Inside the shady side of Wall Street

Scorsese’s latest delves into debauchery

Martin Scorsese’s newest film, The Wolf of Wall Street, revolves around the unique topic of making money, and it’s surprising that the film itself hasn’t made more bucks at the box office.

In his latest flick, Scorsese (Goodfellas, Casino, The Departed) steps away from the shady realm of the mafia and into the place where much of the world’s money is made: Wall Street. The film seems like the sum of Goodfellas, Scarface, and Wall Street: a journey filled with money obsession, drug abuse, antifeminism, and record-breaking profanity.

The film follows Jordan Belfort (Leonardo DiCaprio), an ambitious New Yorker set on making it in the big leagues on Wall Street. Alongside him are his second-in-command at the stock firm, Donnie (Jonah Hill), and his second wife, Naomi (Margot Robbie).

The trailer features Belfort claiming that the year he turned 26 he made $49 million,  “which really pissed me off because it was three shy of a million a week”. Throughout the film, this ambitious attitude peaks, and we see countless prostitutes, drugs, and expensive jewellery, clothes, houses, and vehicles—not just cars, but leviathan yachts and helicopters, too. Call him materialistic or crazy and Belfort will curse at you and send you away, because that’s how he is: oblivious. But while Scorsese lets Belfort, otherwise known as the Wolf of Wall Street, howl his way through an extravagant life, the serious consequences of illegally attaining money, doing drugs, and cheating on his wife come out in the light of the full moon.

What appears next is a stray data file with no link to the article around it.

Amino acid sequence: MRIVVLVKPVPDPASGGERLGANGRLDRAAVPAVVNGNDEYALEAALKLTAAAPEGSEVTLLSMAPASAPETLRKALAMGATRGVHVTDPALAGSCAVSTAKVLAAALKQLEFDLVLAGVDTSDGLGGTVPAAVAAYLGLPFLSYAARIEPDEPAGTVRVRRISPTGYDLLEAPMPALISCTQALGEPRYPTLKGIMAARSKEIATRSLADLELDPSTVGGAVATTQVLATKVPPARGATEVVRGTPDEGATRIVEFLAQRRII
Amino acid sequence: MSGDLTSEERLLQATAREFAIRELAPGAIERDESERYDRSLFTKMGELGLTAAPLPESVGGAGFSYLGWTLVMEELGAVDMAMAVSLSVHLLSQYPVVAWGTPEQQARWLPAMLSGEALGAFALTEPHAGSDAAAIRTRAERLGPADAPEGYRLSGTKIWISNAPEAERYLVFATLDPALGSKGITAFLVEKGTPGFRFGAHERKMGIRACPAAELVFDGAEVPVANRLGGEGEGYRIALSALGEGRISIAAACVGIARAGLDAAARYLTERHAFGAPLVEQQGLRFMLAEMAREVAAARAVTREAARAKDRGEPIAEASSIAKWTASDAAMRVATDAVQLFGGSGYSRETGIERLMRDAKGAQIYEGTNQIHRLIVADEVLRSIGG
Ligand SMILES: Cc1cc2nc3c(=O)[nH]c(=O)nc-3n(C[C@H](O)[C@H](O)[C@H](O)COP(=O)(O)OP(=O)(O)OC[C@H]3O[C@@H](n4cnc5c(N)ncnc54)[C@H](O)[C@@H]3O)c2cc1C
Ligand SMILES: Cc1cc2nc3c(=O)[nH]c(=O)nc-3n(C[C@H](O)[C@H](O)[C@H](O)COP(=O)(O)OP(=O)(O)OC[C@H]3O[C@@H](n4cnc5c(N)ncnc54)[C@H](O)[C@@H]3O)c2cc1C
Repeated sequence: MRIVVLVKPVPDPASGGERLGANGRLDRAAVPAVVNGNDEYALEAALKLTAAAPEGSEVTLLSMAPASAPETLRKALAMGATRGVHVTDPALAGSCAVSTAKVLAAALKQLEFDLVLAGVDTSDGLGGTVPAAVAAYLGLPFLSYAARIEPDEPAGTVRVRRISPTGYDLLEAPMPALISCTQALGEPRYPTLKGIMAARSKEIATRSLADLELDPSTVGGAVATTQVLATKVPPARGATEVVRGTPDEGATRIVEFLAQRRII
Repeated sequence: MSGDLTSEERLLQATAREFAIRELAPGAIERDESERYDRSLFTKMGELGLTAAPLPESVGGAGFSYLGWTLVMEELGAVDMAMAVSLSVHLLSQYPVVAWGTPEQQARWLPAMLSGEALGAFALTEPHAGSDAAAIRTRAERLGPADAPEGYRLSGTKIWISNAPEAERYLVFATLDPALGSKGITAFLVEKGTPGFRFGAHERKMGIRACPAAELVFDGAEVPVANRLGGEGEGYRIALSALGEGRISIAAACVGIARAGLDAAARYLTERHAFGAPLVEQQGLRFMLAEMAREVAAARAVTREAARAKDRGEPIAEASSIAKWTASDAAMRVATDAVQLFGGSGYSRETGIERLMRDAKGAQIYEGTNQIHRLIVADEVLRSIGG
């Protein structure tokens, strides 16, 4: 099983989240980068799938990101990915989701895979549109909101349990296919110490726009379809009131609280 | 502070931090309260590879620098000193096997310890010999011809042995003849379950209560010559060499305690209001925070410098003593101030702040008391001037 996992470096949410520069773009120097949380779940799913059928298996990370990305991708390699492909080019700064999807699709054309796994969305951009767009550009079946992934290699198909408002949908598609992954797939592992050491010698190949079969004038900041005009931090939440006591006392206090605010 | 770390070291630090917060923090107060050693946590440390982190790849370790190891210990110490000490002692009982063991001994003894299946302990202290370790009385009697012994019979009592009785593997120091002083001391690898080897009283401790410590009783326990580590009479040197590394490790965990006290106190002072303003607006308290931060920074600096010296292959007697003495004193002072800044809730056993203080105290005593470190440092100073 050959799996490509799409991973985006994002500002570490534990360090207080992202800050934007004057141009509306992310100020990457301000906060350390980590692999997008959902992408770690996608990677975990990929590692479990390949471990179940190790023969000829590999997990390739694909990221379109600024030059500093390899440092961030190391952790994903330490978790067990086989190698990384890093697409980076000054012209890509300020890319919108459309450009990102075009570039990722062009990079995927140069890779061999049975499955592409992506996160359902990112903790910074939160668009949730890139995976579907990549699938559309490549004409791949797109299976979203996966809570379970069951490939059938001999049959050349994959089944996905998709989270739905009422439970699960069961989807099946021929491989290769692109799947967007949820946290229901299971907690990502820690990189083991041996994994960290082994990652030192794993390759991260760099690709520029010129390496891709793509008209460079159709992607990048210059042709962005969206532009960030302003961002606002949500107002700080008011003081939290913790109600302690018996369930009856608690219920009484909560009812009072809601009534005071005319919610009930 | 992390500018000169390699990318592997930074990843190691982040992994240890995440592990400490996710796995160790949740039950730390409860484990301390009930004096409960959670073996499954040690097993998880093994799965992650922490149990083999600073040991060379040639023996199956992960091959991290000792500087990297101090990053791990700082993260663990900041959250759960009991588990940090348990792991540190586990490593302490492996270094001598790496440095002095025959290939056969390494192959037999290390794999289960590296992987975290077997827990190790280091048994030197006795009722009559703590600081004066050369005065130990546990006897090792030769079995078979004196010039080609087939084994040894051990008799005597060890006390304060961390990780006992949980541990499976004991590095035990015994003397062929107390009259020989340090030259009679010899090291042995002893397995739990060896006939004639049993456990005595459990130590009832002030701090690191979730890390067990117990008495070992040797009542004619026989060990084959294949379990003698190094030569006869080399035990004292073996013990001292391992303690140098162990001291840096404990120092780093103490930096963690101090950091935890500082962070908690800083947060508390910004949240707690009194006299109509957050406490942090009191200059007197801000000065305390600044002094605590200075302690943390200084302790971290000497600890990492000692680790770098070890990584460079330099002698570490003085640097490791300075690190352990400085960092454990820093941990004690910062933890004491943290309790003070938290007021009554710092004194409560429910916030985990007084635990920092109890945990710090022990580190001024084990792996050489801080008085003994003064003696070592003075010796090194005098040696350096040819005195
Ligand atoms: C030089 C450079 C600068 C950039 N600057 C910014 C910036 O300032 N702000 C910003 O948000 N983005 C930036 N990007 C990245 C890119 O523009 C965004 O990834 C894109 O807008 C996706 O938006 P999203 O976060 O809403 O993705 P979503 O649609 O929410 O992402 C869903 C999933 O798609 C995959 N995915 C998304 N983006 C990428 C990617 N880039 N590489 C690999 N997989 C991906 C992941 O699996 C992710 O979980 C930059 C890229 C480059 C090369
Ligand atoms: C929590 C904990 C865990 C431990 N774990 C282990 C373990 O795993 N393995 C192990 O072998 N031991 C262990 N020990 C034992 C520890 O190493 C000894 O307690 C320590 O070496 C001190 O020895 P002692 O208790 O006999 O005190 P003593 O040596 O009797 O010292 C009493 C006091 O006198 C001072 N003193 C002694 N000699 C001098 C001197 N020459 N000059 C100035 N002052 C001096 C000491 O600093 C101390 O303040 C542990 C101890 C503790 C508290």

This almost-too-scary-to-be-true story is the perfect example of what not to do in life. At the end of the bum-numbing three-hour film, it’s clear that the age-old lessons about the dangers of drugs and greed are always relevant. Another obvious lesson conveyed here is being faithful to your significant other, as we see Jordan’s life fall apart after breaking up his humble first marriage.

DiCaprio’s fantastic depiction of a self-indulgent character is deserving of an Academy Award—he truly became Belfort in this film. The actor, who has been nominated for memorable roles in What’s Eating Gilbert Grape, The Aviator, and Blood Diamond, has always left the show empty-handed. But with award nominations already flowing in for this role, one can only hope that DiCaprio’s losing streak ends and that he walks away with gold statues.

The Wolf of Wall Street certainly isn’t a family movie, but it’s also not just for those who enjoy money and numbers. Its record-breaking use of the F-word (along with other offensive slurs) and three-hour runtime mean that The Wolf of Wall Street falls just short of being a perfect film. It demands a mature audience willing to step out of their comfort zones, and grants viewers a look into a materialistic life that many people fantasize about—until they get it. MMMM½

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